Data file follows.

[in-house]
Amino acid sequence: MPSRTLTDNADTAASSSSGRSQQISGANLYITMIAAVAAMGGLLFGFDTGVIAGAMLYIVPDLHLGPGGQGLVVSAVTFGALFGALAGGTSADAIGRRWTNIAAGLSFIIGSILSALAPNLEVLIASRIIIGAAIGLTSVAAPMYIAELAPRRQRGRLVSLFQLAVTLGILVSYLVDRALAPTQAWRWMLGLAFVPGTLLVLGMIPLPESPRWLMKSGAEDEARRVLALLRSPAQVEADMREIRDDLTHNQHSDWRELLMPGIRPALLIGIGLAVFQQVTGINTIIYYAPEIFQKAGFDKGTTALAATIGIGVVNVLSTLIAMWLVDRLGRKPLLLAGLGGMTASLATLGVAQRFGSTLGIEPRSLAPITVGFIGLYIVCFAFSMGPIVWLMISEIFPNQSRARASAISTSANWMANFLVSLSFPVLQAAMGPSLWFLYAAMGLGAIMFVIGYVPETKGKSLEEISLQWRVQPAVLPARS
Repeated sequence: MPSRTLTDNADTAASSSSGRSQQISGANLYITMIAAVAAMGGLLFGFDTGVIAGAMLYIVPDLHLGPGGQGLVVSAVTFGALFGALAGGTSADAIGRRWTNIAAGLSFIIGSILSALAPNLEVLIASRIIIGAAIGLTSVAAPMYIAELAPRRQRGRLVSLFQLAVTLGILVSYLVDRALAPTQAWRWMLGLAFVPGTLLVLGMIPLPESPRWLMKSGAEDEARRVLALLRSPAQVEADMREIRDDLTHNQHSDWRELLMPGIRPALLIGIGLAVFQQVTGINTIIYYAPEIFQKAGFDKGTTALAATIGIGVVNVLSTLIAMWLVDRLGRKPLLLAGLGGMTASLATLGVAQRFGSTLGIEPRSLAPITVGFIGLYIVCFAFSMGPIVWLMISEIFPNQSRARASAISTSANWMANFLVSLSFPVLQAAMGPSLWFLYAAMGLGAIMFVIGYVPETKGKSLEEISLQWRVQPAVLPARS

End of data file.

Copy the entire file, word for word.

[in-house]
Amino acid sequence: MPSRTLTDNADTAASSSSGRSQQISGANLYITMIAAVAAMGGLLFGFDTGVIAGAMLYIVPDLHLGPGGQGLVVSAVTFGALFGALAGGTSADAIGRRWTNIAAGLSFIIGSILSALAPNLEVLIASRIIIGAAIGLTSVAAPMYIAELAPRRQRGRLVSLFQLAVTLGILVSYLVDRALAPTQAWRWMLGLAFVPGTLLVLGMIPLPESPRWLMKSGAEDEARRVLALLRSPAQVEADMREIRDDLTHNQHSDWRELLMPGIRPALLIGIGLAVFQQVTGINTIIYYAPEIFQKAGFDKGTTALAATIGIGVVNVLSTLIAMWLVDRLGRKPLLLAGLGGMTASLATLGVAQRFGSTLGIEPRSLAPITVGFIGLYIVCFAFSMGPIVWLMISEIFPNQSRARASAISTSANWMANFLVSLSFPVLQAAMGPSLWFLYAAMGLGAIMFVIGYVPETKGKSLEEISLQWRVQPAVLPARS
Repeated sequence: MPSRTLTDNADTAASSSSGRSQQISGANLYITMIAAVAAMGGLLFGFDTGVIAGAMLYIVPDLHLGPGGQGLVVSAVTFGALFGALAGGTSADAIGRRWTNIAAGLSFIIGSILSALAPNLEVLIASRIIIGAAIGLTSVAAPMYIAELAPRRQRGRLVSLFQLAVTLGILVSYLVDRALAPTQAWRWMLGLAFVPGTLLVLGMIPLPESPRWLMKSGAEDEARRVLALLRSPAQVEADMREIRDDLTHNQHSDWRELLMPGIRPALLIGIGLAVFQQVTGINTIIYYAPEIFQKAGFDKGTTALAATIGIGVVNVLSTLIAMWLVDRLGRKPLLLAGLGGMTASLATLGVAQRFGSTLGIEPRSLAPITVGFIGLYIVCFAFSMGPIVWLMISEIFPNQSRARASAISTSANWMANFLVSLSFPVLQAAMGPSLWFLYAAMGLGAIMFVIGYVPETKGKSLEEISLQWRVQPAVLPARS